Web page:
Information contained in this publication is intended for informational purposes only and does not constitute legal advice or opinion, nor is it a substitute for the professional judgment of an attorney.
On March 31, 2017, the U.S. Citizenship and Immigration Services (USCIS) issued a policy memorandum that provides new guidance regarding H-1B visas for computer-related positions. This document supersedes and rescinds a December 2000 memorandum that the agency has deemed “obsolete” and an inaccurate articulation of current policy on H-1B visa criteria.
The new memorandum amends the prior analysis for determining when programmers should be classified as professionals. Now a more thorough analysis must be used for assessing whether the programmer's professional status meets the H-1B visa's regulatory requirements for classification as a specialty occupation. The new memorandum, effective immediately, advises petitioners who seek to sponsor a beneficiary for a computer programmer position to provide additional evidence to establish that the particular position is one in a specialty occupation.
The agency articulated its concern that the 2000 memo relied on now-outdated editions of the Occupational Outlook Handbook that do not take into account the evolution of computer-related occupations since their publication. Below is a summary of the agency’s concerns regarding the 2000 memorandum and its reasons for rescinding the older provisions:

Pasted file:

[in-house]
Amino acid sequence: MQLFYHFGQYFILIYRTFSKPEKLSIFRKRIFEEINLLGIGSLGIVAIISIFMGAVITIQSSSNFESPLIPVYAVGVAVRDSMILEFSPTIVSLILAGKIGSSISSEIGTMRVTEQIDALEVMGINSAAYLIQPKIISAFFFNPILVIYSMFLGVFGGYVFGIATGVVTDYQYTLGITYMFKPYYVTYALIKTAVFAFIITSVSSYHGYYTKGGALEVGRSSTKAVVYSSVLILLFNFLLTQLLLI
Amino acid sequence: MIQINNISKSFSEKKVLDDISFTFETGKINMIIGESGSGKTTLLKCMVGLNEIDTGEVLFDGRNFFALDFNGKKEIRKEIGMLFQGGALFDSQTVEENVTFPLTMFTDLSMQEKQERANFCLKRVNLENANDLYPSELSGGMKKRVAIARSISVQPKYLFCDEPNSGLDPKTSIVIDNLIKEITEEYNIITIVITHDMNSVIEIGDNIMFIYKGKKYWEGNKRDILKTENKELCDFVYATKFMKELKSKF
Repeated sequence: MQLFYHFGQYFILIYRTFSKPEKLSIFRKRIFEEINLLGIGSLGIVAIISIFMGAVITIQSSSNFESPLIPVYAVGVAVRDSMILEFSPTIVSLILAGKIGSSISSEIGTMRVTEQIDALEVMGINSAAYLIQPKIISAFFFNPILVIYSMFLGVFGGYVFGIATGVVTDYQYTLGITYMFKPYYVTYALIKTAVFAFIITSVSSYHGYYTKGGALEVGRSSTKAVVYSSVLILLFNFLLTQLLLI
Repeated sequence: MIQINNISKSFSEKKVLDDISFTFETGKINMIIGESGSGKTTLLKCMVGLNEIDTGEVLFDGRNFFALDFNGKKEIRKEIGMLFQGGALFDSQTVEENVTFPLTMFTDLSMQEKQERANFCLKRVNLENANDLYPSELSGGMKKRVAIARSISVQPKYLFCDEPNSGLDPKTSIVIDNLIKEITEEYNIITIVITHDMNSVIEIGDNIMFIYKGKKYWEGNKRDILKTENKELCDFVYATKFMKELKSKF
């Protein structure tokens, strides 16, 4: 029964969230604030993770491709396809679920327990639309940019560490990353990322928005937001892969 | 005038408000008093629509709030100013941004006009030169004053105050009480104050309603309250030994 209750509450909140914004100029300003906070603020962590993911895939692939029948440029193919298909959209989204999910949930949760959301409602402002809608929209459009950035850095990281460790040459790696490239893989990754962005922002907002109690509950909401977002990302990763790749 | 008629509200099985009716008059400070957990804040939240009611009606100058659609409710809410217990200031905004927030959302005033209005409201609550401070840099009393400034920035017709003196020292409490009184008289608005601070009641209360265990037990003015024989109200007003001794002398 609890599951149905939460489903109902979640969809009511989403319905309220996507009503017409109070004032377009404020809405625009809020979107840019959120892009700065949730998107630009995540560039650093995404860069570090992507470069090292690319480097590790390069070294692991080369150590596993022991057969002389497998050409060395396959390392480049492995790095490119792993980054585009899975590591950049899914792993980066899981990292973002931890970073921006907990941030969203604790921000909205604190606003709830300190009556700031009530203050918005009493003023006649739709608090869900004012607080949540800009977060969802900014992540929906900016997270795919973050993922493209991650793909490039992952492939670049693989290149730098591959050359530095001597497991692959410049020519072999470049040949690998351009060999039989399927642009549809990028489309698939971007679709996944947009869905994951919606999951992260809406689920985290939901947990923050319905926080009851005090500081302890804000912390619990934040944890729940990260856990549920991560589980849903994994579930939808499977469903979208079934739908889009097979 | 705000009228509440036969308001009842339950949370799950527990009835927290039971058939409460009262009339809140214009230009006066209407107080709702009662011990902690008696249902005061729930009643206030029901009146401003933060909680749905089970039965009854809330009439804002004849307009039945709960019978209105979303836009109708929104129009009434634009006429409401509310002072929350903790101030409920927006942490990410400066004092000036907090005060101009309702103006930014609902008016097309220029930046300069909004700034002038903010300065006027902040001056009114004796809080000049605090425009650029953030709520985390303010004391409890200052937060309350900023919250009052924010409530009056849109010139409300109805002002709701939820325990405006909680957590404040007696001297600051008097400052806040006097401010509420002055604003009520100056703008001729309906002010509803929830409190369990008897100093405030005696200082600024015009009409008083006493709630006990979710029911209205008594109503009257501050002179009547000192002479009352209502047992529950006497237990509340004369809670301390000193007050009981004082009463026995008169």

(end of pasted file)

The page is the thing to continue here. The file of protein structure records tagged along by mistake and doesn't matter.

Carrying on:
- Statements in the memorandum do not properly articulate the current criteria that apply to H-1B specialty occupation adjudications.
- The memorandum did not accurately portray that some computer programmers qualify for employment with only two-year associate’s degrees. The agency finds it improper to conclude that it would “generally consider the position of programmer to qualify as a specialty occupation.”
- The memorandum did not properly distinguish an entry-level position from one that is more senior or complex. While some computer programming positions may only require an associate’s degree, an entry-level computer programmer position would not generally qualify as a position in a specialty occupation.
Moving forward, it is important to clearly define the duties of programmer positions. No longer will the job classification and general statements of duties suffice to meet the new policy memorandum. It would therefore be prudent to analyze the level of experience and responsibilities needed to meet the definitional threshold.